The “domino effect” could be catastrophic to the healthcare sector, the economy and, of course, the political sector (which wouldn’t be a bad thing).

Finally, for those states that opted out of the Medicaid expansion the Obama Administration tried to shove down their collective throat, you can be sure this just might be the breaking point, followed by the rest of the states reaching their own breaking points.

Contradictions in Black and White

President Obama is expected to speak a bit later this morning. This, after a weekend of speculation about what lies ahead for the nation, is sure to ignite controversy and drive approval ratings even further down. So, with that in mind, I wanted to take a look at the speech he made on the 8th of this month and compare it to what will be announced later today. If you want to re-familiarize yourself with that speech from earlier this month, the text in its entirety can be found here.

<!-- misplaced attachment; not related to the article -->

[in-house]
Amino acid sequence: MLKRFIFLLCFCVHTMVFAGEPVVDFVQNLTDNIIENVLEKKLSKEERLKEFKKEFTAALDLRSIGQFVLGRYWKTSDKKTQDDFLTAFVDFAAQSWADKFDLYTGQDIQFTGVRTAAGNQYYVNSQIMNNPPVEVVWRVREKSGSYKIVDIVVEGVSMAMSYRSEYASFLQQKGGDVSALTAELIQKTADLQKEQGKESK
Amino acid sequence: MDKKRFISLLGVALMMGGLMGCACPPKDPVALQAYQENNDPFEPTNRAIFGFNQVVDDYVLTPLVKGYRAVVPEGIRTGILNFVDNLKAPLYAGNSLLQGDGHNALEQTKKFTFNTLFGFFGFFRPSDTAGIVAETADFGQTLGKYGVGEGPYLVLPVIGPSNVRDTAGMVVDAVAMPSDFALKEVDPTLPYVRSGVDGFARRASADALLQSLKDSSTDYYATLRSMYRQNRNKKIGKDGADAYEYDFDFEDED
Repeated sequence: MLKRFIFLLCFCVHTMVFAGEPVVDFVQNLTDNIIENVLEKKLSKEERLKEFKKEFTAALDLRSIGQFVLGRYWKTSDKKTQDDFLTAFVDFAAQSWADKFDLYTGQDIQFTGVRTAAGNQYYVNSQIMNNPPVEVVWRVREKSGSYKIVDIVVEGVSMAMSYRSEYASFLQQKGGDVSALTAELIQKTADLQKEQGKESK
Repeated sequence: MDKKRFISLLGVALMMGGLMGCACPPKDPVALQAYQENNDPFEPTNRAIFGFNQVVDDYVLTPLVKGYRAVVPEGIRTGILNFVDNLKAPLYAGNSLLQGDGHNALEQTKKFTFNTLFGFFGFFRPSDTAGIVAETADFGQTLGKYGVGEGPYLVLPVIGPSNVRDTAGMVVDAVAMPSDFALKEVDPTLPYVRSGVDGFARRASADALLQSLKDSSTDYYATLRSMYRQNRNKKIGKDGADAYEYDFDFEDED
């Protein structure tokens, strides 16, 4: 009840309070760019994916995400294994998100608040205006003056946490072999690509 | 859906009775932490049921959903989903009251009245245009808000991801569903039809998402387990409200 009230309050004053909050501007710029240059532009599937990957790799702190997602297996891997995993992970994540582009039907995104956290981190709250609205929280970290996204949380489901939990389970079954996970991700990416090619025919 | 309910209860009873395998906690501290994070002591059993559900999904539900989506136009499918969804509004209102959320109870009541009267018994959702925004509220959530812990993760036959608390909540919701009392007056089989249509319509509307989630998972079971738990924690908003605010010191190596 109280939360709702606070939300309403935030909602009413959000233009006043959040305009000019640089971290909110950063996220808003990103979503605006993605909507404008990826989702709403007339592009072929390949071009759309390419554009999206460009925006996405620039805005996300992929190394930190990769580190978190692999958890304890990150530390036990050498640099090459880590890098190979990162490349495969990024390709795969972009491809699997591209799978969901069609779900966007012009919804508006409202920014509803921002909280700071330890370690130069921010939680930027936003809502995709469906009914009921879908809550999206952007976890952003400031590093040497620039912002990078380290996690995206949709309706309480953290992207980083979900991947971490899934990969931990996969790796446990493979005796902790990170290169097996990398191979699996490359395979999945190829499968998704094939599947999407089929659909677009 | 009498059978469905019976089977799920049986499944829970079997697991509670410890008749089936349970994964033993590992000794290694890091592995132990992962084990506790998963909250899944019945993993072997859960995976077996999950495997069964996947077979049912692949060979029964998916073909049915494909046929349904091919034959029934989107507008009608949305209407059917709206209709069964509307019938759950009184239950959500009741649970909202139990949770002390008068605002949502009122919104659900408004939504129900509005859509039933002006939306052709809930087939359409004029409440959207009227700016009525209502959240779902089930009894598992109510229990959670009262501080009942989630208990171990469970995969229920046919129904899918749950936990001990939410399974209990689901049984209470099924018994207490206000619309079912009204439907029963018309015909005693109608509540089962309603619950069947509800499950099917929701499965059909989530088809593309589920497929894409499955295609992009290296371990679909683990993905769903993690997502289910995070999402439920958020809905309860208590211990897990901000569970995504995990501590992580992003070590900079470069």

Oh -but before I get knee-deep in this mess, did anyone pay attention to the Occupy Wall Street demonstration this weekend? What? Is it news to you too? That figures. The media in its entirety and for whatever reason, declined to cover it. This is definitely a major storm that’s on the horizon and one I’m sure will grow more desperate before any solutions are found. Use the hashtag #overhaulwallstreet if you want to follow it on Twitter because as of now, you won’t find media coverage. OK…so back to the Obama mess.

Here’s how I’ll do it – the president’s words from his 9/8 speech, verbatim, will be put in bold print followed by the Associated Press piece that’s currently running and includes the low-down on today’s speech. These, of course, are just a few of the contradictions, though there are many.